IACHR

Press Release

IACHR Welcomes Signing of Friendly Settlement in Case 13,017 C-Families of Victims of Panama’s Military Dictatorship

June 4, 2019

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María Isabel Rivero
IACHR Press and Communication Office
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Washington, D.C. – The Inter-American Commission on Human Rights (IACHR) welcomes the signing of the friendly settlement in Case 13,017 C-Families of Victims of Panama’s Military Dictatorship (October 1968-December 1989). The agreement was signed on May 23, 2019 by the Committee of Relatives of Persons Who Were Murdered or Disappeared in Chiriquí (COFADECHI, by its Spanish acronym).

In October 23, 2003, the IACHR received a petition from relatives of alleged victims of the military dictatorship that ruled Panama in 1968-1989, concerning that State. The petition alleged that, in the context marked by violence and abuse of power during the military dictatorship that ruled Panama from October 11, 1968 until December 20, 1989, a total of 109 people were subjected to extrajudicial executions or forced disappearances that could allegedly be blamed on agents of the State’s security forces.

On October 27, 2015, the Commission filed Admissibility Report No. 68/15. In its report, the IACHR concluded that it had competent jurisdiction to assess alleged violations of the following articles: i) Articles 3 (Right to Juridical Personality), 4 (Right to Life), 5 (Right to Humane Treatment), 7 (Right to Personal Liberty), 8 (Right to a Fair Trial) and 25 (Right to Judicial Protection) of the American Convention on Human Rights, concerning the obligations held in Articles 1.1 and 2 of that instrument, against 39 alleged victims of forced disappearance; ii) Articles I, III and XI of the Inter-American Convention on Forced Disappearance of Persons, concerning 39 alleged victims of forced disappearance; iii) Article 19 (Rights of the Child) of the American Convention, concerning two children who were allegedly victims of forced disappearance; iv) Articles I, XXV and XXVI of the American Declaration, concerning 28 persons allegedly executed before June 1978; v) Articles 4 (Right to Life), 5 (Right to Humane Treatment), 7 (Right to Personal Liberty), 8 (Right to a Fair Trial) and 25 (Right to Judicial Protection) of the American Convention, concerning 39 persons allegedly executed after June 1978; vi) Article 19 (Rights of the Child) of the American Convention concerning a child who was allegedly executed extrajudicially; vii) Articles 5 (Right to Humane Treatment), 8 (Right to a Fair Trial) and 25 (Right to Judicial Protection) of the American Convention, concerning the obligations held in Articles 1.1 and 2 of that instrument; and viii) Article XVIII of the American Declaration, concerning relatives of 106 alleged victims.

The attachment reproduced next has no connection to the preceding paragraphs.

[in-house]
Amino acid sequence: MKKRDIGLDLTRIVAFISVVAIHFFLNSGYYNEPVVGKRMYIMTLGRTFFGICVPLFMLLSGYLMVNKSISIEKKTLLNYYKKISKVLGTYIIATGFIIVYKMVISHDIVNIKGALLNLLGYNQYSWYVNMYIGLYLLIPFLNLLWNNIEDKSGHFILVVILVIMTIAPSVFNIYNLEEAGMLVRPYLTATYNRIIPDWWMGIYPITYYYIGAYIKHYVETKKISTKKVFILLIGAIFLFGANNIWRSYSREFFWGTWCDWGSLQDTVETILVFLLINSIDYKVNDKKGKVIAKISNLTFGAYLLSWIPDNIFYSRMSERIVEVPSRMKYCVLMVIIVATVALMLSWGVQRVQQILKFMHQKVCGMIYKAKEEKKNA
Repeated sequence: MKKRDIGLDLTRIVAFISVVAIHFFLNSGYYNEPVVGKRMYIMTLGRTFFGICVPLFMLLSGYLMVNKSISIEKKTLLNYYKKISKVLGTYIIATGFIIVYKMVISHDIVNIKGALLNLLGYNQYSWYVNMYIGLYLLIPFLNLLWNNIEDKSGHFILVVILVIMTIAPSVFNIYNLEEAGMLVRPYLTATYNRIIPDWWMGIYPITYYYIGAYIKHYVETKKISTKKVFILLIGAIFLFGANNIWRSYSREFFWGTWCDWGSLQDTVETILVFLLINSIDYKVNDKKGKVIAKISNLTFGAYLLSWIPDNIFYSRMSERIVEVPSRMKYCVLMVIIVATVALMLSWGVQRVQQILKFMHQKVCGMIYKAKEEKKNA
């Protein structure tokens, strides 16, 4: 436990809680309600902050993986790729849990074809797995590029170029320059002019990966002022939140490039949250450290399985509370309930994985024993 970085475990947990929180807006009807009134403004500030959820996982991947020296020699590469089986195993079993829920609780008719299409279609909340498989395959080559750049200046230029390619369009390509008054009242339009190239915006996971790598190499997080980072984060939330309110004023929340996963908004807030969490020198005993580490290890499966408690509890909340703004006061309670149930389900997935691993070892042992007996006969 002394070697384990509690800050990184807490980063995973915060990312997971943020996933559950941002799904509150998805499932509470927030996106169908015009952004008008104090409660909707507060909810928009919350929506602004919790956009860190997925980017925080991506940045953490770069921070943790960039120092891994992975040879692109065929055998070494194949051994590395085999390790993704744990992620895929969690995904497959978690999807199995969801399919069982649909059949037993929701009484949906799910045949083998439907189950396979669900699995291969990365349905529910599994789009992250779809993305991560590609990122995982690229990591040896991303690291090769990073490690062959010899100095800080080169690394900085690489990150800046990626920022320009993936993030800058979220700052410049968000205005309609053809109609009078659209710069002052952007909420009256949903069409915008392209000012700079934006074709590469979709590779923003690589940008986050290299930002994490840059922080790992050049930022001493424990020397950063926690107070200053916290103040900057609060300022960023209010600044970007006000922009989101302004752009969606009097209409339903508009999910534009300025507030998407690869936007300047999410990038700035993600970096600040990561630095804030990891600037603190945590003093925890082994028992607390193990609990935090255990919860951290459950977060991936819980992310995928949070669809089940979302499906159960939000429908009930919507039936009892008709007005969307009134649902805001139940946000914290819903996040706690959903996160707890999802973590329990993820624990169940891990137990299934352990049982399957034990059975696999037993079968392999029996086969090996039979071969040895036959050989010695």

In December 2018, the Commission was informed that the parties had bilaterally started negotiating a friendly settlement on Case 13,017 A. Further, the parties noted that a Panamanian Truth Commission was in place over the period 2003-2005, while a Roundtable for Understanding was in place in 2010; that roundtable brought together the State and organizations of victims’ families, and the parties worked to develop formulae for potential reparation measures in favor of surviving victims and victim families. Further, the parties asked the IACHR to break down the case so they might pursue two different friendly settlements, with different types of reparations and different potential beneficiaries in Cases 13,017 A and C.

Applying new work methodologies, the Commission facilitated working meetings and videoconferences with the parties and provided technical assistance so they could make progress on the design of that friendly settlement. Such facilitation efforts led to the signing of a friendly settlement agreement on May 23, 2019 in Panama City, at a ceremony that brought together high authorities of the Panamanian State and 66 relatives of 15 victims. Commissioner Flávia Piovesan, IACHR Rapporteur for Panama, took part in the event remotely. In that context, the friendly settlement agreement signed by the parties involves 81 people. (See photos of the signing of the friendly settlement)